Stranger #1: “Wow, your daughter is tall.”
Stranger #2: “Oh, how old is your son? 20 months. Really? I would have guessed that he was closer to one since he’s so small.”
Daughter: GROWL. Rah. Rah. Rah.
Stranger #3: “She must be shy.”
I’ve heard the comments above from numerous strangers in the past few weeks. Comments from what seem to be mostly
normal, well-meaning strangers, who, like many other people, can’t help but notice and share their opinions on my two children.
We have ALL encountered this. From the very beginning when strangers stick their heads a little too close to your snoozing newborn, to curious old ladies in the grocery store, everyone seems to have something to say. Sometimes it’s something nice and encouraging, while other times, not so much.
I’m not against exchanging pleasantries while I’m out and about with my children. On the contrary, I like being friendly and striking up conversations from time to time. I hope to set a good example on appropriate social behavior to help counter my 3.5 year old’s growling phase.
I am afraid that these comments from strangers will turn into labels for my kids. And no, I don’t want my daughter to believe she’s shy because she growls instead of talking to strangers. No, I don’t want my son to think he’s small because that’s what people tell him. With a lifetime ahead of them of being labeled, and experiencing typical growing pains, can’t we simply celebrate how beautifully made they are at this moment?
My own label from high school came from a teacher, who called me “Goody-two shoes,” or GTS for short. It fit me spot-on, and I still have some GTS in me today. I wasn’t particularly harmed by it, because I knew that it was true: hyper-involved and in charge of student council, captain of the basketball team, member of honor society….all around over-achiever (you get the picture). I know I had my critics, but I was blessed with wonderful best friends to support me – friends who I am proud to still be close to even today. Regardless, I know labels can make us feel fragile, question who we are, and do a lot of harm in very formative years.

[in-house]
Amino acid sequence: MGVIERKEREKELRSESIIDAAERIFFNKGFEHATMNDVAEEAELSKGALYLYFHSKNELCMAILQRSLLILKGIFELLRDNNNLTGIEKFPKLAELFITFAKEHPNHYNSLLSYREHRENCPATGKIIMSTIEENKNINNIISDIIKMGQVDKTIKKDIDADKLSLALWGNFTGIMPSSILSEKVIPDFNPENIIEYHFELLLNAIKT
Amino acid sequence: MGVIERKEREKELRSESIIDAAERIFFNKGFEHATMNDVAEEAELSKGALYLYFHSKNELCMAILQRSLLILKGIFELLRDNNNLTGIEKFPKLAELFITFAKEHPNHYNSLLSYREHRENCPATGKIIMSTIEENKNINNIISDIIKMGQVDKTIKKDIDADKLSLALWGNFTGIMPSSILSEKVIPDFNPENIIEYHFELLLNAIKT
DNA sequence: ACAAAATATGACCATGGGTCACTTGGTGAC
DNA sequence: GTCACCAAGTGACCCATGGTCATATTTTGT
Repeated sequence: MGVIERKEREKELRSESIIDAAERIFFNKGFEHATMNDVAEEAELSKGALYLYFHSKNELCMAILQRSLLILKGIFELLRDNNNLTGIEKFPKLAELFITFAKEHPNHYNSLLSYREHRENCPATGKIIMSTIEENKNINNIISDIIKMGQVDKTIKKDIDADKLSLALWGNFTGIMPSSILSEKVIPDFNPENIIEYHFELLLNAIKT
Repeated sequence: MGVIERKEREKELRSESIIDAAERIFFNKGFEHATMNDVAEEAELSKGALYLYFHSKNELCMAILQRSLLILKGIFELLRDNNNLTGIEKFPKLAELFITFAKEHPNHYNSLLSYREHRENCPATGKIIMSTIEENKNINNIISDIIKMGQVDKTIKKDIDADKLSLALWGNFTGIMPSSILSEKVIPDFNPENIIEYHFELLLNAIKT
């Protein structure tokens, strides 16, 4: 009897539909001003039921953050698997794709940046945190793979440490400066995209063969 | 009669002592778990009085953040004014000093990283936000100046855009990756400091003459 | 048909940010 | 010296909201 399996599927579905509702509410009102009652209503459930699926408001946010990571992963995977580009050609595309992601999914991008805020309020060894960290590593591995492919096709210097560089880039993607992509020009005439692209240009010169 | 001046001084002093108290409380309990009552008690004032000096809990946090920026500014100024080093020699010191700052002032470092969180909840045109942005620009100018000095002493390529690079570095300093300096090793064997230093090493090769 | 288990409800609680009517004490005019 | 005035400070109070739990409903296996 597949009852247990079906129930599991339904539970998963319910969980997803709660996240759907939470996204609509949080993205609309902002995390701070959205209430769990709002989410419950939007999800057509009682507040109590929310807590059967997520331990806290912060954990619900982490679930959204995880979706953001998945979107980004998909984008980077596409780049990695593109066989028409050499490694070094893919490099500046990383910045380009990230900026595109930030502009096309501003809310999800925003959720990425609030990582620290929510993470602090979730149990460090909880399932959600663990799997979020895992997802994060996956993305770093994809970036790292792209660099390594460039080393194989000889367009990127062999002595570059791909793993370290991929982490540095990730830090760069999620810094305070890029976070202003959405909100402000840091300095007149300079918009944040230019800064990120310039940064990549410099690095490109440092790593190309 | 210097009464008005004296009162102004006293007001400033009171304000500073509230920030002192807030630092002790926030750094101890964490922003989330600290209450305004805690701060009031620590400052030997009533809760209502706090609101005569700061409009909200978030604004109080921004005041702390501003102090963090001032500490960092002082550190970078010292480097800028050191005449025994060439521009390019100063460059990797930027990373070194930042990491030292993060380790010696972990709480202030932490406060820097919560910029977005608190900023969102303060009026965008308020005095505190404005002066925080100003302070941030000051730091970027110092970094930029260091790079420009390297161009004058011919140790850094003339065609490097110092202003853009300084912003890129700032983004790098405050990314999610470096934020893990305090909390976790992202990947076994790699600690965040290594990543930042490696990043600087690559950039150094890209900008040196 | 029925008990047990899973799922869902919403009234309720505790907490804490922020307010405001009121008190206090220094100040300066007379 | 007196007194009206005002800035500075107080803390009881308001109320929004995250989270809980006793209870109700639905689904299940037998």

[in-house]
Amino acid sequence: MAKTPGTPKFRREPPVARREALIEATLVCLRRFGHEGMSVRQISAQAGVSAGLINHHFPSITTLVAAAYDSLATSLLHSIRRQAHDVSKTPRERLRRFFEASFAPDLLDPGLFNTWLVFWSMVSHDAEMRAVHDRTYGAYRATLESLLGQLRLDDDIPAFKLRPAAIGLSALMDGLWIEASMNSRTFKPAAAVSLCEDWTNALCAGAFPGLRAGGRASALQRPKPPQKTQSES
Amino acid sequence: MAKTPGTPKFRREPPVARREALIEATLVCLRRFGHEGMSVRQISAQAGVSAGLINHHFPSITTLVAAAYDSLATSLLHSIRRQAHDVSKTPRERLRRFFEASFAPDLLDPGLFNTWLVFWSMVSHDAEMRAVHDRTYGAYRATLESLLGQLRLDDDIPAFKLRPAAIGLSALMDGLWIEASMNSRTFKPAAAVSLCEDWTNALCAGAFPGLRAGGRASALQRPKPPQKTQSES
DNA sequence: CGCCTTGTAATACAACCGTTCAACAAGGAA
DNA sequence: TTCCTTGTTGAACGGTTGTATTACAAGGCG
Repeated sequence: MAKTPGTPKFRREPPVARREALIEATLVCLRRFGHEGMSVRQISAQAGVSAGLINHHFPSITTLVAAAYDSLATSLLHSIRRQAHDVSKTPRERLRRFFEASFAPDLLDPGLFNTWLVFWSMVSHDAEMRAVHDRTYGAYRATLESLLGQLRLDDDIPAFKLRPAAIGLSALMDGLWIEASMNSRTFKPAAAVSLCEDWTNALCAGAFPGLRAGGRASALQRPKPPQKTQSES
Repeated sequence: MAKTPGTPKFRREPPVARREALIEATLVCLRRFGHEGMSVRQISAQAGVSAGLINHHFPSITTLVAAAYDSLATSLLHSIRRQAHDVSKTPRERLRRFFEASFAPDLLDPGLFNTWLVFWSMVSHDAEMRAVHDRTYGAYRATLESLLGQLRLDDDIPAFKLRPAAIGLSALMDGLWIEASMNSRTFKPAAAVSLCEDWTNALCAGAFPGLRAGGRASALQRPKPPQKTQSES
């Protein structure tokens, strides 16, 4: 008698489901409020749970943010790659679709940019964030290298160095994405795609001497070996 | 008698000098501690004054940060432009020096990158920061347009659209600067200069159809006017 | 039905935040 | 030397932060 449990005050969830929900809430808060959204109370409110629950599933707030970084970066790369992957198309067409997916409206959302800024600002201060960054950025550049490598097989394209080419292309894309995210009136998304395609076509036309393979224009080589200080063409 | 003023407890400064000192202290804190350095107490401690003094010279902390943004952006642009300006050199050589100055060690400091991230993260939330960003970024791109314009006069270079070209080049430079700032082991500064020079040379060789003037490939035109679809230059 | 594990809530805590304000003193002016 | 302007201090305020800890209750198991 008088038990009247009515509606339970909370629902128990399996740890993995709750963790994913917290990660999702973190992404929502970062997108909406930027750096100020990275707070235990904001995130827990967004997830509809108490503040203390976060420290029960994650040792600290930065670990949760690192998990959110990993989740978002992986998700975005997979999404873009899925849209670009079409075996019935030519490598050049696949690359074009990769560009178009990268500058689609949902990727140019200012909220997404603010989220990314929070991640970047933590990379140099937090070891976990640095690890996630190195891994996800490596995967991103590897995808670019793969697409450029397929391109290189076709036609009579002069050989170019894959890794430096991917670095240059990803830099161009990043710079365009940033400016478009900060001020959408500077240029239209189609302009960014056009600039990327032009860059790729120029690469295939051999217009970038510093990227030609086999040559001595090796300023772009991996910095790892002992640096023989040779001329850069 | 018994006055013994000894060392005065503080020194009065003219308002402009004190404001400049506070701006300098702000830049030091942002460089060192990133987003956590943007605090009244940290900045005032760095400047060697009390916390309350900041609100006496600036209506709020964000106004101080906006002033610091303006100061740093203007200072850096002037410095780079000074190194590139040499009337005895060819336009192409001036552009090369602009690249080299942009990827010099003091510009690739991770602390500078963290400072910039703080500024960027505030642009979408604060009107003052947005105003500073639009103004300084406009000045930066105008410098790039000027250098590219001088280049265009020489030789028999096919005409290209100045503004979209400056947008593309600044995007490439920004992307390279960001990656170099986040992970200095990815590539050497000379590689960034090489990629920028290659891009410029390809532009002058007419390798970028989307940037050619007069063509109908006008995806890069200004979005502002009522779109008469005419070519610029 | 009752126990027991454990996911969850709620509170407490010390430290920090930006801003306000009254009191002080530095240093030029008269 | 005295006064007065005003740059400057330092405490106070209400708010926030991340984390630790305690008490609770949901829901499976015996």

Back to the exchange that I had with stranger #2, who commented on my son’s size, I just shrugged and said, “He’ll grow when he grows, and in the meantime, we just keep on feeding him,” though I was hoping for a retort with more of an edge.
Despite her comments, I somehow managed to talk both children out of the toys that they wanted me to buy for them. Magically, they both listened and put the toys back on the shelf just liked I asked! Couldn’t stranger #2 have just focused on their wonderful behavior and kept the rude comments to herself? Please spare my kids from such comments, so they can avoid being labeled before the age of 2 and 4, respectively!
What have strangers said to you about your own children? How do you deal with your kids being labeled?
Along the same line, why can’t we just be more supportive of moms and children? There’s often a lot of judging and critique going on! Check out Kaela’s post on this subject.
- Stranger Danger: Why I Don’t Worry (twohalvesplusthree.wordpress.com)